Bolton Wanderers boss Ian Evatt believes there is increasing concern over the safety of players and staff at football matches and questioned whether smaller stadiums such as Morecambe’s are capable of coping with large crowds.
Wanderers’ game over the weekend was marred by issues off the pitch, including an alleged racist remark being made to the Bolton bench which has led to a man being arrested and bailed in connection with the incident.
There was also a pitch invasion by some Bolton fans following Amadou Bakayoko’s dramatic late equalizer canceling out Cole Stockton’s opener.
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A number of Bolton fans were also arrested at the match on suspicion of assault, pitch encroachment and of being drunk and disorderly.
The incidents at the League One game was followed by a pitch invader being arrested during Nottingham Forest’s FA Cup victory over Leicester City on Sunday.
And Evatt believes there is ‘one hundred per cent’ increasing concern about the safety of players and staff at grounds as he called for the relevant authorities to be looking more at this issue.
He said: “We see all these fixtures – the amount of policing and stewarding that is surrounding supporters, especially away supporters. But some of these stadiums, the dugouts and technical areas are built into the stands so you’re literally sat with supporters.
“How are these supporters vetted? I don’t know. Are they security checked? I don’t know. These are extremes but any one of these could have a weapon.
“What’s it going to take before we start bringing in more measures and being more stringent with our policies? It’s happening more and more often.
“You’ve seen it with the racism side of it, the social media side of it, people entering the field of play. It’s not good enough, it’s not acceptable. This is a family sport – I want to be able to take my children to enjoy football matches.Would I be taking my kids to a football match at the moment?I’d have to have a lot of thought to be honest because we seem to be going backwards.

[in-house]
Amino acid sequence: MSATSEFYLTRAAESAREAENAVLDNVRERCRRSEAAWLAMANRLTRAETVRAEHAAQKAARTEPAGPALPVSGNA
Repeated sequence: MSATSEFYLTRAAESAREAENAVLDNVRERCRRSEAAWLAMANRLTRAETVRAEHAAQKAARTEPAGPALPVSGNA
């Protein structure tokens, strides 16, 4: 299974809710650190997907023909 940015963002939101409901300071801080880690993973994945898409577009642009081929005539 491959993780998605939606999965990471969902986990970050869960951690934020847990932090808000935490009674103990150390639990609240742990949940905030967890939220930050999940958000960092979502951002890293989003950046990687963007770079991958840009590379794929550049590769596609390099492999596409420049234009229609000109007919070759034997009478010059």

“We seem to be going back to the days of the 70’s and the 80’s. We’ve moved on from that, society is better than that. But we have to come together and stamp it out because it’s getting worse and worse.
“We seem to be reactive rather than proactive with all these things. As I said, what’s it going to take for us to really stand up and make decisions and make protocols that are stringent to put people off?
“Is it going to take a player or a member of staff to get seriously injured or even worse? I don’t know. I’d rather see us be more proactive than reactive and at the moment it seems to be the other way round .”
The attendance record at Morecambe’s Mazuma Stadium was broken on Saturday, with 5,617 in attendance as Wanderers sold out their away allocation.
Evatt believes though there is a tussle involving finances at smaller clubs in the likes of League One and League Two, he feels safety must always come out on top with sufficient stewarding and policing in place.
The clash against the Shrimps was stopped for 10 minutes following the allegations of racist abuse as both teams were taken off the pitch by the referee Ross Joyce.
In that period, Evatt could see his players were upset by the episode but expressed pride in how they channeled their emotions in the correct manner and hopes to see a positive knock-on from the experience amongst his squad in the future.
He said: “There is obviously a tussle between finance and what is safe. There shouldn’t be, for me, it should just be what is safe.
“There should be better plans in place and clubs should be asking themselves if there is sufficient stewarding and policing to cope, especially with the way the world is at the moment.
“I don’t know what protocols we need to put in place but we definitely need to manage it better.
“For all these people who were making comments about our team on Saturday, if they had seen some of the players in that 10-minute interval and how upset they were, young black footballers who have never witnessed anything like that before, they needed support .
“I know these players and their character better than anyone and I could see the upset.
“The information we gave them was to channel that emotion in the right way, and they did. I was so proud of the way they got that resulted in such challenging circumstances.
“Aside from everything else that went on, to have a player – in my opinion – unjustifiably sent off and then a penalty we save, to find a way to battle back with 10 men in those conditions is huge credit to the players.
“A lot of them are young men, really inexperienced, and I hope they never have to witness or go through anything like that again.
“People and institutions are shaped based on how they come through adversity and we faced a lot of Saturdays. The reaction we got from players, staff, board, the wider public, has been fantastic. It is almost that us against the world, siege mentality again, and it brought the best out of us. Hopefully it will in the future too.”
George Holan is chief editor at Plainsmen Post and has articles published in many notable publications in the last decade.